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World Vegan Summit: “Save Pigs and Chickens, But Murder Cats and Dogs in Shelters Until They Go Extinct”

Troubling, disgraceful, intolerable:

By Nathan Winograd

How to Get Uninvited to the World Vegan Summit: Oppose the Extinction of Dogs & Cats

Several days ago, I posted that the animal rights movement may be turning a corner, as I was asked to speak at two animal rights conferences. As many of you may be aware, the animal rights movement has historically either maligned or ignored the No Kill movement, and with it, turned a blind eye to the systematic slaughter of millions of homeless dogs and cats every year. I especially hoped that one of those conferences—the World Vegan Summit —would provide a forum for those voices that have been historically silenced within the animal rights movement—voices such as my own—for being critical of those in positions of power and the policies they pursue that cause animals to suffer and be killed. In fact, some of the other speakers who will be at that conference have also criticized the movement for being top-heavy, prone to censorship, intolerant of dissent, threatened by change, and dismissive of the grassroots. Tragically, my enthusiasm was short-lived. That is because almost as quickly as I was asked to speak, I was promptly uninvited. Why? Because they took offense at a statement I made on my Facebook page.

In posting that I was invited to the conference, I said I was going to challenge the animal rights position promoted by some that living with dogs and cats is a violation of their rights and we should forcibly make them go extinct “for their own good.” With the belief that the “solution” to all dog and cat suffering lies solely in the eventual annihilation of their species, the animal rights movement not only preaches a view that the lives of dogs and cats are dispensable, their loss and deliberate elimination of no moral consequence, their disappearance from our planet no tragedy to mourn, it embraces an agenda which no other rights-based movement in history has ever subscribed to: the deliberate extinction of those it has pledged to protect. We do not further the cause of animal rights by promoting a double standard between humans and non-humans. After all, the idea that we should do to animals that which we would never propose to do to humans—in this case, seek the willful extinction of a particular group of humans—is the double standard that is to blame for so much suffering and killing of non-humans. Instead, we teach respect, we teach kindness, we teach compassion, and then we work to ensure the collective obedience to those values through legal rights, a prescription for change which every other social justice movement that has come before ours has used and used successfully.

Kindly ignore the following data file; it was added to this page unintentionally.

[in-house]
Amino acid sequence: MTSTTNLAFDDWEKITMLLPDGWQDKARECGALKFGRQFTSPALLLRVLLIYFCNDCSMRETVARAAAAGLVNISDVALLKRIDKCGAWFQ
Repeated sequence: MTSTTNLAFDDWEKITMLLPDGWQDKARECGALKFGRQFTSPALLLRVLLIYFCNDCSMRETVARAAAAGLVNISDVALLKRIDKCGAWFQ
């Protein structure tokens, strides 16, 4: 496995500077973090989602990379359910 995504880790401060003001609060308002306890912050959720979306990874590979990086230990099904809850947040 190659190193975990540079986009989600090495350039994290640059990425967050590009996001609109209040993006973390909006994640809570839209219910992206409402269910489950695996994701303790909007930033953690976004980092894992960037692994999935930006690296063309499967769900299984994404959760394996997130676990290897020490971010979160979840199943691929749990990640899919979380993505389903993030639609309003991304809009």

I called such a view “arrogant” and “muddled” in its thinking. It apparently hit a nerve so raw with the sponsors of the World Vegan Summit that I was promptly uninvited. They are free to criticize the movement and do it without apology and in the strongest possible terms, but apparently no one else is. “Thanks for your understanding,” read the last line of the email uninviting me. To which 20 years of this very same treatment at the hands of the very people they themselves criticize for such conduct left me with only one possible response: “Oh believe me, I do understand.”

Interspecies relationships in the world are not rare and they are relationships that humans generally celebrate as evidence of the interconnectedness and beauty of life on Earth. But to those who are supposed to be the standard bearers of our relationships with animals— “leaders” of the animal rights movement—such relationships are “unnatural” and therefore “bad” when one of the parties is a human being. The proposed solution? Eliminate cats and dogs from the Earth by pursuing their willful extinction.

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